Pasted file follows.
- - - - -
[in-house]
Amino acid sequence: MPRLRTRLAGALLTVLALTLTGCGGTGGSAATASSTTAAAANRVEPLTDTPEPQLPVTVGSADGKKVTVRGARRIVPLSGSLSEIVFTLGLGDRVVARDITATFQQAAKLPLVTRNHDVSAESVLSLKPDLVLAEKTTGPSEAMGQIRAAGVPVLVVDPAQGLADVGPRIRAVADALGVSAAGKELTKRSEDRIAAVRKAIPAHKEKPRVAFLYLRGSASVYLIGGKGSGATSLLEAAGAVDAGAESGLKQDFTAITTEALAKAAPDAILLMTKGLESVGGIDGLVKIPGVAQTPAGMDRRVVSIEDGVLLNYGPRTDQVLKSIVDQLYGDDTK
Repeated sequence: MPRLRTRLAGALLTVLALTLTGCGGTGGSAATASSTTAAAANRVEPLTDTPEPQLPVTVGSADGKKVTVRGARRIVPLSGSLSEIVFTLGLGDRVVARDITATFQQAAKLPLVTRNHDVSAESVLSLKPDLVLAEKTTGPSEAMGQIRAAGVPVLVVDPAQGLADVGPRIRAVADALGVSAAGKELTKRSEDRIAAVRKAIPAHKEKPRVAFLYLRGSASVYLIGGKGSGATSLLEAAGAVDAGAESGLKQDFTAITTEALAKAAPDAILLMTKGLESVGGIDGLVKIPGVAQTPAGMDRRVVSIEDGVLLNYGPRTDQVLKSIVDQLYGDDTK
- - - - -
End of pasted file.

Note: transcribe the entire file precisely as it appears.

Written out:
[in-house]
Amino acid sequence: MPRLRTRLAGALLTVLALTLTGCGGTGGSAATASSTTAAAANRVEPLTDTPEPQLPVTVGSADGKKVTVRGARRIVPLSGSLSEIVFTLGLGDRVVARDITATFQQAAKLPLVTRNHDVSAESVLSLKPDLVLAEKTTGPSEAMGQIRAAGVPVLVVDPAQGLADVGPRIRAVADALGVSAAGKELTKRSEDRIAAVRKAIPAHKEKPRVAFLYLRGSASVYLIGGKGSGATSLLEAAGAVDAGAESGLKQDFTAITTEALAKAAPDAILLMTKGLESVGGIDGLVKIPGVAQTPAGMDRRVVSIEDGVLLNYGPRTDQVLKSIVDQLYGDDTK
Repeated sequence: MPRLRTRLAGALLTVLALTLTGCGGTGGSAATASSTTAAAANRVEPLTDTPEPQLPVTVGSADGKKVTVRGARRIVPLSGSLSEIVFTLGLGDRVVARDITATFQQAAKLPLVTRNHDVSAESVLSLKPDLVLAEKTTGPSEAMGQIRAAGVPVLVVDPAQGLADVGPRIRAVADALGVSAAGKELTKRSEDRIAAVRKAIPAHKEKPRVAFLYLRGSASVYLIGGKGSGATSLLEAAGAVDAGAESGLKQDFTAITTEALAKAAPDAILLMTKGLESVGGIDGLVKIPGVAQTPAGMDRRVVSIEDGVLLNYGPRTDQVLKSIVDQLYGDDTK